Cover Image: Into the Inferno

Into the Inferno

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Member Reviews

Very interesting book. Lots and lots of information on wildfires, so I think you must be passionate about these phenomenons to fully appreciate this non fiction book. I did appreciate it, but I was sometimes lost in this constant flow of information. I'll finish by saying that I admire all the author did and witnessed. Thank you for the copy in exchange of a review
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This nonfiction memoir covers the growing crisis of wildfires in California due to climate change.  Palley documents his experiences with some of California's largest wildfires from his days as a rookie to his more recent fires before the Covid pandemic.  The stories are fascinating and the pictures included at the end of the book had me going to his Instagram to see even more of his beautifully terrifying photography.
I received an advance reader copy of this book. The views and opinions expressed in this review are completely my own and given voluntarily.
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Stuart Palley is a decent writer, and this nonfiction book works if you’re looking for dense information and facts about climate change and wildfires. I’m interested in both those subjects, but he wrote this like he was reporting things like, “I knew I’d be up late, so I drank a Red Bull.” This would have been a much more interesting read if it read like fiction that happened to all be true. I wanted to feel I was along with the narrator in those harrowing scenes up close to fires and trying to capture both the beauty and destruction of wildfires, like I was talking to actual firefighters and learning how to protect myself. He talks about getting fireboots that weren’t quite right—I wanted to feel the pain he felt and not just have it reported to me that he stumbled through such mistakes. He asks the reader at the beginning to imagine feeling like he felt, but a really good nonfiction writer would just make it easy to actually experience this with him.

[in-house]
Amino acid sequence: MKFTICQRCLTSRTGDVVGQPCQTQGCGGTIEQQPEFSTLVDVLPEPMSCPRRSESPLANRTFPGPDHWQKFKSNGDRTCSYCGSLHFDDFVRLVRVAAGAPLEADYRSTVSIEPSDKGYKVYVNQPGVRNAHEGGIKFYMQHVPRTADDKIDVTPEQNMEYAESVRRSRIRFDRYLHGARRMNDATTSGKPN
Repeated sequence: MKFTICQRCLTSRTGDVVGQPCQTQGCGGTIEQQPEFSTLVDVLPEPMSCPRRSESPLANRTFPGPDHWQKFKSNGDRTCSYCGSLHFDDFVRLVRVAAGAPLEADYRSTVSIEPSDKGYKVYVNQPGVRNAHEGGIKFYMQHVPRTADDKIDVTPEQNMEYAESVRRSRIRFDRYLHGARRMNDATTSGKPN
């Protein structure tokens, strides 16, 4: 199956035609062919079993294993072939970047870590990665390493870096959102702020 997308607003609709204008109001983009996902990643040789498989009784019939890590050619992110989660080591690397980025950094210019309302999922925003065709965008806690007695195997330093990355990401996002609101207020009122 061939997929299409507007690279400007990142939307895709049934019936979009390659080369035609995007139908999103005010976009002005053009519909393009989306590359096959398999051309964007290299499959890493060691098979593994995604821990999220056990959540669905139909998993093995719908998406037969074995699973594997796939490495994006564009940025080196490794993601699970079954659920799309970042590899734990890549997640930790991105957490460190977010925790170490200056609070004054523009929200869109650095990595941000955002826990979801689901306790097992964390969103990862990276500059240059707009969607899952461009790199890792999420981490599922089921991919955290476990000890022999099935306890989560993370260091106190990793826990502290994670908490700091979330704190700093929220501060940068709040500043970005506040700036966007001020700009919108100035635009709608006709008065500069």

In terms of quality of information, 5 stars; in terms of how much I actually enjoyed reading this book that felt like homework, 3 stars.
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This book is one that all Californians should read. Our climate is changing drastically and now we have a “fire year” rather than a “fire season.” This can be a difficult (at times) book to read but the author has seen and documented many of our catastrophic fires and gives a firsthand look at how California’s fire landscape is changing. 

Stuart Palley is an incredibly skilled photographer, and you will recognize some of his iconic images of California wildfires, which are included at the back of the book. The dramatic images bring home the story of each fire with an emotional impact. These are our communities and our wildlands that are burning. For those of us who live in the wildland urban interface, which is quite a large swath of California, these images bring home the point that we are all at risk now. None of us will escape the effects of climate change. Drought and wildfire are the new normal for California.